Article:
A life less wonky

The pergola has been an integral part of my garden for a long time now, I cannot remember exactly when it was constructed, but I think it was within the first twelve months.  It makes a nice division point across the garden and once I added the pleached hornbeams either side, I was really happy with how it worked.
It is a feature much enjoy by Esme as well, she can view the world from on high and growl at it.  It had a few false starts in the 'what shall I grow up this' states.  I currently have a nice couple of clematis that grow up it.  So you can imagine my unhappiness when after the earlier storms of this year the pergola took on a wonky aspect.
It was definitely leaning to the right, not something I want to associate with my garden I can assure you.

Firstly I did a bit of screw tightening.  This helped a little but it was clear that the right front leg was loose in its footings and needed proper attention.  I am not the most DIY of people so I had a moment of 'oh crikey what I am going to do with this?'.  Then I remembered a company I saw on Twitter fairly often that sold thingys to restore leaning fences.  I had a quick search down my timeline and I found them: Post Buddy.  A few twitter messages later and I had the information that I needed to make a decision.  Now I have to say that this system is not designed for fixing wonky pergolas like mine.  The posts on my pergola are quite thin but, importantly, they are set in concrete and that matters as that is the key to success.
A purchase was made and shortly afterwards a long thin, but more heavy than I expected, arrived. I rushed outside, lump hammer and cordless screwdriver in hand and set to work.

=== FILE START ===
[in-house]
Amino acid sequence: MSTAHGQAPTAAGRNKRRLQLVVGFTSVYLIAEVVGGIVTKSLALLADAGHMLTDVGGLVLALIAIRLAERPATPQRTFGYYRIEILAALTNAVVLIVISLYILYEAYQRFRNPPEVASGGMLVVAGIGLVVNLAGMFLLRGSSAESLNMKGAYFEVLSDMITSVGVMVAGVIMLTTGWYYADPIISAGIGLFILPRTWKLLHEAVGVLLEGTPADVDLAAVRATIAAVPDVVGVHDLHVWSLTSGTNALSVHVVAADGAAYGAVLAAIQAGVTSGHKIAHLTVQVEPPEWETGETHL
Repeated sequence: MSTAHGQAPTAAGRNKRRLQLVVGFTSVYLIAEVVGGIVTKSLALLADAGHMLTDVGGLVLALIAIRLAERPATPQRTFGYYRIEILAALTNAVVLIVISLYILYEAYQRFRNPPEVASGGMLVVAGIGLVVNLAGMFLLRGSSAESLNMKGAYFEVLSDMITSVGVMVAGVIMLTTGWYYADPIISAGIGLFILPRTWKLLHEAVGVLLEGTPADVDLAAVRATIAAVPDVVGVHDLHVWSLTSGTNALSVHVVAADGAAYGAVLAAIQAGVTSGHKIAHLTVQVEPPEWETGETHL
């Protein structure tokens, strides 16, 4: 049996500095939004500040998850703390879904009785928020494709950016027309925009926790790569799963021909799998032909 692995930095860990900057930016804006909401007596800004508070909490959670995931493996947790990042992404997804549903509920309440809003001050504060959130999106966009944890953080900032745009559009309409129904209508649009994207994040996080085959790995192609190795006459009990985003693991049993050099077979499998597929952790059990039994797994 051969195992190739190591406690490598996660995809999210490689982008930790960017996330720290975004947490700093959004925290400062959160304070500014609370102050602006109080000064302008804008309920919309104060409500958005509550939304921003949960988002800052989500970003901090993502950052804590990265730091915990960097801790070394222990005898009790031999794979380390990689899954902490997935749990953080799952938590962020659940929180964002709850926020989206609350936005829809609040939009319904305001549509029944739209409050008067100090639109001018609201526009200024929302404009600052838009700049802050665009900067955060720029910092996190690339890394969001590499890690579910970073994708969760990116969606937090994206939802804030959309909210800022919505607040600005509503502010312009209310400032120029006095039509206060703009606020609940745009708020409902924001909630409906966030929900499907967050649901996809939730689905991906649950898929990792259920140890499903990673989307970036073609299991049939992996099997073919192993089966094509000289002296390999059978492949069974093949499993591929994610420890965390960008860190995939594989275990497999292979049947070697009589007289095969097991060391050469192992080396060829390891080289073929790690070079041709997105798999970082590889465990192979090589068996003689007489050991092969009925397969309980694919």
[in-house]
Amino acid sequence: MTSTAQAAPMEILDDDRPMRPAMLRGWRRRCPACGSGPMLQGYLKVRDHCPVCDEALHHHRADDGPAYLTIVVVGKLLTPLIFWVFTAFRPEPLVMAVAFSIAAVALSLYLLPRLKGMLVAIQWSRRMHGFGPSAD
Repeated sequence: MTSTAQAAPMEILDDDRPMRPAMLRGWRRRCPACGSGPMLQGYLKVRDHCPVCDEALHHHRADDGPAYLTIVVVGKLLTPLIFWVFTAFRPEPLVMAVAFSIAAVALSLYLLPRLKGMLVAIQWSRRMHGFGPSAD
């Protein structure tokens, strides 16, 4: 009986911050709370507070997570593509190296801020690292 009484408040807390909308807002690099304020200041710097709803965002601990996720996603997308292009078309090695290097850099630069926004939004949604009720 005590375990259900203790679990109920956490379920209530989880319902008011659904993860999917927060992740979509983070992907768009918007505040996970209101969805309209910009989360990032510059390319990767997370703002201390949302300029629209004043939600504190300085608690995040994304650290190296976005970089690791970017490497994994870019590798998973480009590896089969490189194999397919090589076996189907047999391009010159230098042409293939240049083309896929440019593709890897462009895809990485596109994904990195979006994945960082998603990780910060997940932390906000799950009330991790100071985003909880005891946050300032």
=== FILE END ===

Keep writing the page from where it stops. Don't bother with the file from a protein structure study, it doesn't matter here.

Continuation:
and look, look, it has worked.  It is less wonky.  Esme tested it fairly quickly and it withstood her weight and I can give it a gentle waggle and it barely moves.  This is all good........
........ for now; for yes dear reader there is a problem.  A fundamental problem, for not only is there something rotten in the state of Denmark (Hamlet) there is something very rotten about the pergola.  To say its days are numbered is accurate.  It will shortly be irreparable and then I will have to make a decision.  Do I replace like with like or should I just extend the pleached hornbeams?

Time, as ever, which includes a huge dose of whim, will tell.

and of course when writing this all I can think about is Ant and Dec playing Wonky Donky.


  1. I've got the same problem. I suspect the clematis and ivy is holding mine up. I daren't prune it back!

  2. It worked, well done! I can't advise on a long term solution, however, it would be a shame to lose it and it's respective climbers.


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